A look back on some of LGC’s digital innovations of 2018.
LGC has always sought to bring you hard-hitting news, analysis and comment but the way stories are told has changed and it continues to change.
Like the sector it serves, LGC has embraced digitisation and innovation. Over the last year our team has experimented to try and ensure the biggest issues are explored in entertaining yet meaningful ways.
Here we look back at some of our best interactive maps from 2018:
Councils have collectively spent almost £4bn making 223,000 staff redundant since 2010, LGC research revealed.
Our maps showed not only the regional impact of austerity, but the effect on individual areas too.
Key quote: Karen Grave, president of the Public Services People Managers Association, said: “The data that has been gathered on the number of jobs lost to local government since 2010 is staggering and it reflects the significant concern being expressed by local government and other leaders as to the pressure the sector is under.”
Continuing the workforce theme, more LGC research revealed how chief executives of London boroughs earn an average of more than £23,000 a year extra than their counterparts in other regions.
Our analysis of top-tier councils’ lead officer roles also shows men are most likely to hold chief executive roles and get paid on average about £3,000 a year more than women.
Key quote: Geoff Winterbottom, principal research officer at the Special Interest Group of Municipal Authorities which represents northern councils, said: “That fact that executives in London earn more is not exactly a surprise, but it is disappointing. They don’t face greater difficulties or challenges, they don’t handle bigger budgets. So we know that there is a very high cost of living in London but intuitively you can’t think that they would have to offer that much more to attract an appropriate talent pool.”
The lifting of the housing revenue account borrowing cap has been lauded as one of the most significant developments for the sector in recent times. But experts have warned that this move alone is unlikely to lead to a revolution in housebuilding.
There are 163 stock-holding councils in England, holding a combined £2.8bn in reserves in their housing revenue accounts and the ability to borrow almost 10 times that. As of April 2017, those councils held a total debt limit of £29bn – of which 89% was used – with many councils claiming the cap was limiting their ability to build.
LGC mapped the areas with a HRA to test a hypothesis that many councils with a HRA tend to be located in urban areas and therefore tend to lack the land required for housing.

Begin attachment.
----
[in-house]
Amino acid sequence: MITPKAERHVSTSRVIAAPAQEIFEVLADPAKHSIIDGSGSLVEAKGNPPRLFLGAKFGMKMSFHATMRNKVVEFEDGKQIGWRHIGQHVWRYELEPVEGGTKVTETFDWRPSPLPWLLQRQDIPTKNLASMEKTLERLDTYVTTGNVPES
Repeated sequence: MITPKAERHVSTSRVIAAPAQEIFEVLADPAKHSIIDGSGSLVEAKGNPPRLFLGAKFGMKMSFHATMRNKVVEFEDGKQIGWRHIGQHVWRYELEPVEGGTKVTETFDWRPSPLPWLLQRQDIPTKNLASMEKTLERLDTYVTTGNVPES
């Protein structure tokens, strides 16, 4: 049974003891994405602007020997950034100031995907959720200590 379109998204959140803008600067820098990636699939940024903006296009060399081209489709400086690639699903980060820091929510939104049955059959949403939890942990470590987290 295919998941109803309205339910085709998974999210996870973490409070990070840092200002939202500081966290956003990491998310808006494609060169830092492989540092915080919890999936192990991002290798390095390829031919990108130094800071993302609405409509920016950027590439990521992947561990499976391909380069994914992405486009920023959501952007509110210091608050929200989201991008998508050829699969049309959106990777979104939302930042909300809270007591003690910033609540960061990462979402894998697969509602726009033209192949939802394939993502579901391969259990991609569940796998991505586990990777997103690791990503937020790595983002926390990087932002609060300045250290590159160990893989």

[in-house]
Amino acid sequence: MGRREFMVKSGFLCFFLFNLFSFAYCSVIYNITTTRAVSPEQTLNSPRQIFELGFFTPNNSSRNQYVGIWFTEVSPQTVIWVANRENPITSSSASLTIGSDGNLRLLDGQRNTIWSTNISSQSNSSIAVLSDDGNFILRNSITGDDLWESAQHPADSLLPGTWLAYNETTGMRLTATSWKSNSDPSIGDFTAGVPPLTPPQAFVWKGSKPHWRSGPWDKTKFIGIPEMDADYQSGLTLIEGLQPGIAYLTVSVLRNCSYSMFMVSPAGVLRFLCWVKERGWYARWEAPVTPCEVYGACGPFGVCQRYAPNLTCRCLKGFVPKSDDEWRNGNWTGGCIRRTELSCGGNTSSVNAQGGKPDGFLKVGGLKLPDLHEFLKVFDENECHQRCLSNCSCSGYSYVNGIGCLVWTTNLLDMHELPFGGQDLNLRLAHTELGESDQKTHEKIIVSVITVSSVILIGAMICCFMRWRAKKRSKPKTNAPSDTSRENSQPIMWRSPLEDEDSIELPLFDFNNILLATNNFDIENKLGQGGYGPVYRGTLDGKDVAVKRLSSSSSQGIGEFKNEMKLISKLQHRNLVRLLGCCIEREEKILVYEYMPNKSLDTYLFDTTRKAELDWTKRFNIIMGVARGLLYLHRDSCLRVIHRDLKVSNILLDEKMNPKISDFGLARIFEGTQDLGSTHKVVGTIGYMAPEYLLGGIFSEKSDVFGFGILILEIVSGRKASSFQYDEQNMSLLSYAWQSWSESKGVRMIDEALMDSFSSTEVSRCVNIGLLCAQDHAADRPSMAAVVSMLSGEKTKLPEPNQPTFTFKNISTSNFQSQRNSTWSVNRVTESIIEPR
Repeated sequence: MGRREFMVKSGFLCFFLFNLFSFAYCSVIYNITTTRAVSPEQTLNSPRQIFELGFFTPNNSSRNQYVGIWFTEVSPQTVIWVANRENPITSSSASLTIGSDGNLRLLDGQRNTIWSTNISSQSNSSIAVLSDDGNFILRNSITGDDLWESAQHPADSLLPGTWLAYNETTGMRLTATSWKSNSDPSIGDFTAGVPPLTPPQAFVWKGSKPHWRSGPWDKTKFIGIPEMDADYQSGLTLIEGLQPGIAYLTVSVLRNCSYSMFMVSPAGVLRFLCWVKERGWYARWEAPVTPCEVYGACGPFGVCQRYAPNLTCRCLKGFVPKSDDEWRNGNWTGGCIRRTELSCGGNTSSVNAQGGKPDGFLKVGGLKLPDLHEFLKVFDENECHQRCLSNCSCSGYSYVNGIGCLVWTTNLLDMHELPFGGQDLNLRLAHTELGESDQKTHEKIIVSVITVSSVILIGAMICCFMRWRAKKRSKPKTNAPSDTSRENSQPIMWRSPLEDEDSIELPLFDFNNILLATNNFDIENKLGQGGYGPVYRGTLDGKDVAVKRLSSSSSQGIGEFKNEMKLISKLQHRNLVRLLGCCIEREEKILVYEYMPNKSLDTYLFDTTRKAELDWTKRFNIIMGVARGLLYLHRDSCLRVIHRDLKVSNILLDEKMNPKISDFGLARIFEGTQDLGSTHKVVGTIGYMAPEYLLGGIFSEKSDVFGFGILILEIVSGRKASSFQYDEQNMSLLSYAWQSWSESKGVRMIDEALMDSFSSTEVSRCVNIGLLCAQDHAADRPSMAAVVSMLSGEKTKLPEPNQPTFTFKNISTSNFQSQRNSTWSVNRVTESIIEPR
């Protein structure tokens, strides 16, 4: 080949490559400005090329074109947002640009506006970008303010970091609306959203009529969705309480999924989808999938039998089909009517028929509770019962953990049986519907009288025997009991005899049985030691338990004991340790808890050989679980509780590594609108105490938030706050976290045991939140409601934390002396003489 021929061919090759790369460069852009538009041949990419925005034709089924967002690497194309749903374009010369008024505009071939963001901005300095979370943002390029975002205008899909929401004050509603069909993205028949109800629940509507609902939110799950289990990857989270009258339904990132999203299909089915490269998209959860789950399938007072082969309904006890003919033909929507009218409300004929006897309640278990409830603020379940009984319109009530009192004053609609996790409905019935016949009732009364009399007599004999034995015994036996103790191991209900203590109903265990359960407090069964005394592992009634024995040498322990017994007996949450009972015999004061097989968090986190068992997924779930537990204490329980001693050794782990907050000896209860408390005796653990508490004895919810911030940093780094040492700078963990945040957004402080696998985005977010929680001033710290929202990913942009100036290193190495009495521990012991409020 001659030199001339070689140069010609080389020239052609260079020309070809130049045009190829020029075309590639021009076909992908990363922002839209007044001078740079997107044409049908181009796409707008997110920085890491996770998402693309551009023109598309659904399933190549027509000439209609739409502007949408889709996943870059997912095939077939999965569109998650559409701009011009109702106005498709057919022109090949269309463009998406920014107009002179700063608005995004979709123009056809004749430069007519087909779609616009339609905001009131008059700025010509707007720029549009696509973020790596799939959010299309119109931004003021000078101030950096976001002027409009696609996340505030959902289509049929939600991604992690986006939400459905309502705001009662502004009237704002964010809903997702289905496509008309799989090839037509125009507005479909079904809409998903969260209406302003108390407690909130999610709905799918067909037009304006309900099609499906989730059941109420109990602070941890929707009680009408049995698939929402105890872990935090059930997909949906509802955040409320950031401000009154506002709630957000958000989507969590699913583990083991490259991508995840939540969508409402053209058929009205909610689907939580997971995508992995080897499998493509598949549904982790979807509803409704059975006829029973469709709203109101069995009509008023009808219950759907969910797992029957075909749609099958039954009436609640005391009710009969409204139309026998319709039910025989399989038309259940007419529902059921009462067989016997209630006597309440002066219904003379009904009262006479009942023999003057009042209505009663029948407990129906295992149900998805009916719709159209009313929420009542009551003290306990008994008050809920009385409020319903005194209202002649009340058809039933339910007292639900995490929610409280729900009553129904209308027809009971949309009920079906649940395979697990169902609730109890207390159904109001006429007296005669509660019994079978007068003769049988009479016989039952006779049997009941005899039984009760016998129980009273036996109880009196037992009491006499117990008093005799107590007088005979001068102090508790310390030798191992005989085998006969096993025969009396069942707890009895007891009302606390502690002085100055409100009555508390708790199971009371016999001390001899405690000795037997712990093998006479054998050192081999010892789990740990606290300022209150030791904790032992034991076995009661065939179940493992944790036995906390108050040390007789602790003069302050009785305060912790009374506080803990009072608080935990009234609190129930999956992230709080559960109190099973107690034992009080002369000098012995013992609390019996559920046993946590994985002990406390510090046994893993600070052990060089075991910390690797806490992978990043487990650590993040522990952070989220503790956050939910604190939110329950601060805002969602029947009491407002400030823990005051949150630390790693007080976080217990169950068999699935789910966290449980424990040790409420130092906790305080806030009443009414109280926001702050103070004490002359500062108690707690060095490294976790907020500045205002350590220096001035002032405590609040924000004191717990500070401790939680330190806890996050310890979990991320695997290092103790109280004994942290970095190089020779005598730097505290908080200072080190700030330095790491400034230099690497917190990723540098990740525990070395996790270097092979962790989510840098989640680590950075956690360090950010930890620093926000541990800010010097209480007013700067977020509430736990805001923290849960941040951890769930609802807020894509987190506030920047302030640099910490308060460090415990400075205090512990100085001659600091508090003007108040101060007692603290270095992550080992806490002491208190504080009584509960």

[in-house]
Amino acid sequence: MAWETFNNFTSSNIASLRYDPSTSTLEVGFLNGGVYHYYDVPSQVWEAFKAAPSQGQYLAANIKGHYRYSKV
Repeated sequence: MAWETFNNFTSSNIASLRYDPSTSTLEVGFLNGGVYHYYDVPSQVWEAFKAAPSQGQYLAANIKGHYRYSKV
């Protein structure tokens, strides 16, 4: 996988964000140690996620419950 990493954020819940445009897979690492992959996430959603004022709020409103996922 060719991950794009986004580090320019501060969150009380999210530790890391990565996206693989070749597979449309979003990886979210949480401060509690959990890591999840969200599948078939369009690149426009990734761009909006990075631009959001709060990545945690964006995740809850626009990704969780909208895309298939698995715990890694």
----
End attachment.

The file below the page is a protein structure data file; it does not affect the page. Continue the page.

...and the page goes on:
Key quote: John Fuller (Con), chair of the District Councils’ Network, argued additional financial capability should be created for councils without a HRA to help where “registered social landlords just aren’t taking up the slack”.
“I’m not going to [hypothetically] call it the IRA – the infrastructure revenue account – but we do need a bucket that can deliver limited borrowing and not affect councils’ general funds,” he said.
More housing research, but from earlier in the year, showed how the proportion of new homes built in the green belt in 2016-17 doubled compared to the previous year.
The proportion of those new homes built on previously developed land also decreased from 57% to 51% year-on-year.
The analysis uncovered how 41% of all new homes in Purbeck DC in Dorset were built on green belt land in 2016-17, despite the fact only 20% of its area is in green belt.
Key quote: Purbeck’s leader Gary Suttle (Con) said the council had been forced to build in these areas due to a “pressing need for more affordable homes” which had to be balanced against “very constrained” space issues.
He said: “Given the significant biodiversity constraints in parts of the district, when examining the local plan, the independent examiner agreed with the council’s proposed development strategy that included releasing some green belt land. The sites were next to existing towns and villages and in the district and therefore well served by a range of facilities and services. None of the developments in previously designated green belt land has led to towns merging with one another.”
2018 has been a memorable year for many reasons but it was also the year when applications to create new unitary councils in Dorset and Buckinghamshire were approved, as well as district mergers in Suffolk and Somerset. Plans to create two new unitary councils in Northamptonshire are also well advanced.
At the beginning of the year LGC mapped where all of the rumours and rows about reorganisation were taking place.
Key quote: The Ministry of Housing, Communities & Local Government has stated in notes relating to restructuring in Northamptonshire unitaries should cover “a credible geography consisting of one or more existing local government areas” and have “a substantial population that at a minimum is substantially in excess of 300,000”.
No round-up of LGC maps would be complete without the go-to guide for everyone in local government: LGC’s Council Control Map.
Updated after the elections on 4 May this year, the map shows the political makeup of every council and combined authority in England.
LGC is looking forward to telling more stories in visual ways in 2019!
By David Paine, acting news editor